(2010; 5 pages)
Nearly ninety years after its discovery, access to insulin is beyond the reach of millions of people with diabetes around the world. Access to insulin is an essential and non-negotiable need, in short, a matter of life or death.
In many low- and middle-income countries, the availability of insulin in the public sector is often poor. Therefore, people with diabetes are either forced to purchase insulin in the private sector at its full price, use less than the prescribed amount so that their supply lasts longer, or go without. Serious complications result from suboptimal treatment, such as blindness and amputations, and pre-mature death.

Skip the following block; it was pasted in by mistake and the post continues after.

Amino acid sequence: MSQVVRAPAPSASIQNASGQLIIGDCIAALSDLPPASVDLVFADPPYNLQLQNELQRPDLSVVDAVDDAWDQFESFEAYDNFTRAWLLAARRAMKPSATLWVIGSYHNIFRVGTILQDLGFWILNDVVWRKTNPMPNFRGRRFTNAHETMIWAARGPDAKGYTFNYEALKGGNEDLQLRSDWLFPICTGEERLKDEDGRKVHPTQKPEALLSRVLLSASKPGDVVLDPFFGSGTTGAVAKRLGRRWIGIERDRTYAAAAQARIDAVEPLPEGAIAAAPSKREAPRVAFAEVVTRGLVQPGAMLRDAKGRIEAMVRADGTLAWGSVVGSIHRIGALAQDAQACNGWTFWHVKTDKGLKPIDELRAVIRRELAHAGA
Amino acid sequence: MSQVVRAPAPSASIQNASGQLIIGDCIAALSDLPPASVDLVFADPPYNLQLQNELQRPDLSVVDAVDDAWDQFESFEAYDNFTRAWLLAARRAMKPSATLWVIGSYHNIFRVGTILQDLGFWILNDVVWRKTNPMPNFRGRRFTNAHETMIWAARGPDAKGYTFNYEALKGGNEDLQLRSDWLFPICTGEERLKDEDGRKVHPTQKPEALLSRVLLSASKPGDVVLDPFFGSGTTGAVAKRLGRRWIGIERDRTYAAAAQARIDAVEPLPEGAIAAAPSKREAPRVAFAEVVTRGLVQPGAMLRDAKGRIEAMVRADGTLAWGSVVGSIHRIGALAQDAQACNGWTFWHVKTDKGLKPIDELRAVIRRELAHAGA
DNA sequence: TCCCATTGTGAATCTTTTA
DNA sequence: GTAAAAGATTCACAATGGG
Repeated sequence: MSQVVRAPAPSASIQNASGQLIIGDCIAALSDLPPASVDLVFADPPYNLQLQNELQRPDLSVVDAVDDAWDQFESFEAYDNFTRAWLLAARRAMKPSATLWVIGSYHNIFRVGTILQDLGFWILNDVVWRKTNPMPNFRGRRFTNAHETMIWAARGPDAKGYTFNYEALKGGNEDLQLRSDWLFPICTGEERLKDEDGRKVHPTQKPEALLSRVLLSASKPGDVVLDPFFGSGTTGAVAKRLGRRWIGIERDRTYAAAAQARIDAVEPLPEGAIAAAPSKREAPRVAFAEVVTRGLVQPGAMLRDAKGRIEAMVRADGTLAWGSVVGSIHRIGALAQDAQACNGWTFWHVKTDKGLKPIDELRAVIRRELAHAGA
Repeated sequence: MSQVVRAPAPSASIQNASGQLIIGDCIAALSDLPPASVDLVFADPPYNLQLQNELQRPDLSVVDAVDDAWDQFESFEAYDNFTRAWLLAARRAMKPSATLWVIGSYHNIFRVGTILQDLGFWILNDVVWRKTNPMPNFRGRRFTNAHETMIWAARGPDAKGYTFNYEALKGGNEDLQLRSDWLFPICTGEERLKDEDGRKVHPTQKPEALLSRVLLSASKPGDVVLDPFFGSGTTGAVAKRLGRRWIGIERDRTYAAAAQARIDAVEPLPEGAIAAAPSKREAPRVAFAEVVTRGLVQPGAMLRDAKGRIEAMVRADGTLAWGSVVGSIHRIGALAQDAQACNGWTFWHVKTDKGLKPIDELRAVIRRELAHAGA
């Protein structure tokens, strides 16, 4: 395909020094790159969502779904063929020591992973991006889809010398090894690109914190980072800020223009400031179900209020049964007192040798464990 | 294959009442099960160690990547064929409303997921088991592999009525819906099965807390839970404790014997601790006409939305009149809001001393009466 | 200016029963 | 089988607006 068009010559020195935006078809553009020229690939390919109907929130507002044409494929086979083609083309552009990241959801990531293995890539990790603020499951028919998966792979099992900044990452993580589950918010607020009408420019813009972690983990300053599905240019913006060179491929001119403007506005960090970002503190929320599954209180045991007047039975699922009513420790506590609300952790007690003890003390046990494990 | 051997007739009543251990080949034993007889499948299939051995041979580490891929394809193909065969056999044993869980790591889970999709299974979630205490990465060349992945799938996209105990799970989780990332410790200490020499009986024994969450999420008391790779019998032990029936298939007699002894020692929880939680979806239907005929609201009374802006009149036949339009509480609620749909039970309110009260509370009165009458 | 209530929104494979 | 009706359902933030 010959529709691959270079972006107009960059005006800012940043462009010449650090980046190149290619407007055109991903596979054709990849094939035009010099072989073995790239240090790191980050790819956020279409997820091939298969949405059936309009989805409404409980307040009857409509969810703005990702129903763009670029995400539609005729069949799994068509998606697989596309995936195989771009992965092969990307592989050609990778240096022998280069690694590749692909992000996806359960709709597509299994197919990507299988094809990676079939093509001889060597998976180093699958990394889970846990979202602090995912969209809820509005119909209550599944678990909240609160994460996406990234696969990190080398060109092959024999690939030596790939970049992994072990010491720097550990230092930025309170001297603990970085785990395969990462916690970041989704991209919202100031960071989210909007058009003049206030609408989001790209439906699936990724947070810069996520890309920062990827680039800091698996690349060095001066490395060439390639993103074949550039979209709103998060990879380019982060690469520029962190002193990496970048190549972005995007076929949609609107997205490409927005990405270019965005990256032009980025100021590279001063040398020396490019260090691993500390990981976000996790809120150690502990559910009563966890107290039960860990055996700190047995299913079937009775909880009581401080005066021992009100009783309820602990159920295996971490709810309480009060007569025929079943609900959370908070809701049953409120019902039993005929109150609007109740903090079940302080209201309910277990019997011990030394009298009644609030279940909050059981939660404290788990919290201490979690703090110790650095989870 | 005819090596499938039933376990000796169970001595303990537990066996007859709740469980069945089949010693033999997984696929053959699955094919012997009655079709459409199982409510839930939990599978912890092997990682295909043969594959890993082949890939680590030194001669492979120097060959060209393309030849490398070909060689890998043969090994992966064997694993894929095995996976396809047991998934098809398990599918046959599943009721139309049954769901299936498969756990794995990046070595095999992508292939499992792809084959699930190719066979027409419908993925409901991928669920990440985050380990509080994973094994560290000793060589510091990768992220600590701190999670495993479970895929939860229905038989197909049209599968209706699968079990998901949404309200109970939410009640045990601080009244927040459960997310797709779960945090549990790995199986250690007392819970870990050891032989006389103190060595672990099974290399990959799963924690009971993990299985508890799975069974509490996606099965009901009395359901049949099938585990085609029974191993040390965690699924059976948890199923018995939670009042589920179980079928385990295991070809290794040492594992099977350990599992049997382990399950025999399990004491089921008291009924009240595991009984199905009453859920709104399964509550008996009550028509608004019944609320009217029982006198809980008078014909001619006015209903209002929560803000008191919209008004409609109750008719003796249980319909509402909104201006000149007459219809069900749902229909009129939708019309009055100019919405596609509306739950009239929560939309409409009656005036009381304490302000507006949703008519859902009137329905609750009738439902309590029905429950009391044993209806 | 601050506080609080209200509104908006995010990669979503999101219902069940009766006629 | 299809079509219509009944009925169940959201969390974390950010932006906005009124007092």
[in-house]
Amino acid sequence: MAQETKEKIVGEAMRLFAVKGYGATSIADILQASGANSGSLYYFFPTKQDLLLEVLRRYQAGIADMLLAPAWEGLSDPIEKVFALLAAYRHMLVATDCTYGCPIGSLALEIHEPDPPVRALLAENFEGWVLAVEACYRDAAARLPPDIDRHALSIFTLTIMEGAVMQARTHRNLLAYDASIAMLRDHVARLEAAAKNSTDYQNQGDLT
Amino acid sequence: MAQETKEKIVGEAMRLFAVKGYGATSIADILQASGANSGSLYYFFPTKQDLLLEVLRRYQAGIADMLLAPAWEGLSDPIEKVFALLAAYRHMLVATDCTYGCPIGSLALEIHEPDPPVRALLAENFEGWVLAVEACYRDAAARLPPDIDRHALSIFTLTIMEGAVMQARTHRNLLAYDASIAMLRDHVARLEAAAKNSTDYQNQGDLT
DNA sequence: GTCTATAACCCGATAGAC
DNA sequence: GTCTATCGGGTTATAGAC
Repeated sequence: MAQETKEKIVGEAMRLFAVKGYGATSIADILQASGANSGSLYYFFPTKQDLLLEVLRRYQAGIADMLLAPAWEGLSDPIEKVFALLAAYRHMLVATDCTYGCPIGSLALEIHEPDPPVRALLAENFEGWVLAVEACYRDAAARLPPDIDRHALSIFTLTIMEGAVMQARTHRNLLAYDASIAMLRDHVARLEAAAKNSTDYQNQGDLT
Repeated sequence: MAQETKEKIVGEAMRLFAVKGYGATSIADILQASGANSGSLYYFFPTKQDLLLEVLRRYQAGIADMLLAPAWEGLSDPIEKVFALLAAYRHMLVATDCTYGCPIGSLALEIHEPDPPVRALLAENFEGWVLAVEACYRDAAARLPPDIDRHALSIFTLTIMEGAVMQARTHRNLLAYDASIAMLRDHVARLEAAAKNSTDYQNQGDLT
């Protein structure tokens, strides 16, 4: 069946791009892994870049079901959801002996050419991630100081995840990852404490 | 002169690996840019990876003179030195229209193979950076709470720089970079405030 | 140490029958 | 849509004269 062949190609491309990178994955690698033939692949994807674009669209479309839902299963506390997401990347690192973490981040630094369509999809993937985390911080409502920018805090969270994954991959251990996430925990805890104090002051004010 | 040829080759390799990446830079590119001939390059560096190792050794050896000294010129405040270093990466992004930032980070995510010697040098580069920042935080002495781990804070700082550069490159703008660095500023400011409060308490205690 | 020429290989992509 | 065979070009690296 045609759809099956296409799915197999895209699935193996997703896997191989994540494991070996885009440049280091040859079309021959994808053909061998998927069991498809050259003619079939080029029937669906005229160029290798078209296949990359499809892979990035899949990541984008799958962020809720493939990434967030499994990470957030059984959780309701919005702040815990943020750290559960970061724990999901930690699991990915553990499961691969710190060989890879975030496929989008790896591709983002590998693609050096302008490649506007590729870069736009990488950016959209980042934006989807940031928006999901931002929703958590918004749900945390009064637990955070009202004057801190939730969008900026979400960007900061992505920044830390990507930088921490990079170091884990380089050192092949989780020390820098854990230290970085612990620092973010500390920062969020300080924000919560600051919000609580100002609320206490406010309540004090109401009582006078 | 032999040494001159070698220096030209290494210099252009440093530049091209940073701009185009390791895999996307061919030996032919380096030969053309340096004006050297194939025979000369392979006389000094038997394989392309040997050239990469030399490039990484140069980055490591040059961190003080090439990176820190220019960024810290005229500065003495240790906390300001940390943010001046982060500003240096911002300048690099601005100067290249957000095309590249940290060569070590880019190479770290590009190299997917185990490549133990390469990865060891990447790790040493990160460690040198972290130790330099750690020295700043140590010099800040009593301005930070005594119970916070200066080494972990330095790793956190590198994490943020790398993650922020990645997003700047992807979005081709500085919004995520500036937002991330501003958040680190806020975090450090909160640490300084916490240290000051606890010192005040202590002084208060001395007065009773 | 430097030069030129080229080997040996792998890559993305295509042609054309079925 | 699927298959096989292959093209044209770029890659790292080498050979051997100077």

To illustrate the issue of high prices and unaffordable treatment, Health Action International (HAI) undertook a one day global ‘snapshot’ of the price of insulin.
Individuals from 60 countries collected the price which a patient would have to pay, if they paid the retail price (as opposed to a co-payment amount where reimbursement systems exist), for a 10ml traditional vial of 100 IU/ml soluble human insulin injection (regular, neutral) in their closest private retail pharmacy on 11 May 2010. Prices were collected for insulin manufactured by three multinational companies Novo Nordisk, Eli Lilly and Sanofi Aventis, plus the lowest priced insulin in the pharmacy produced by other manufactures.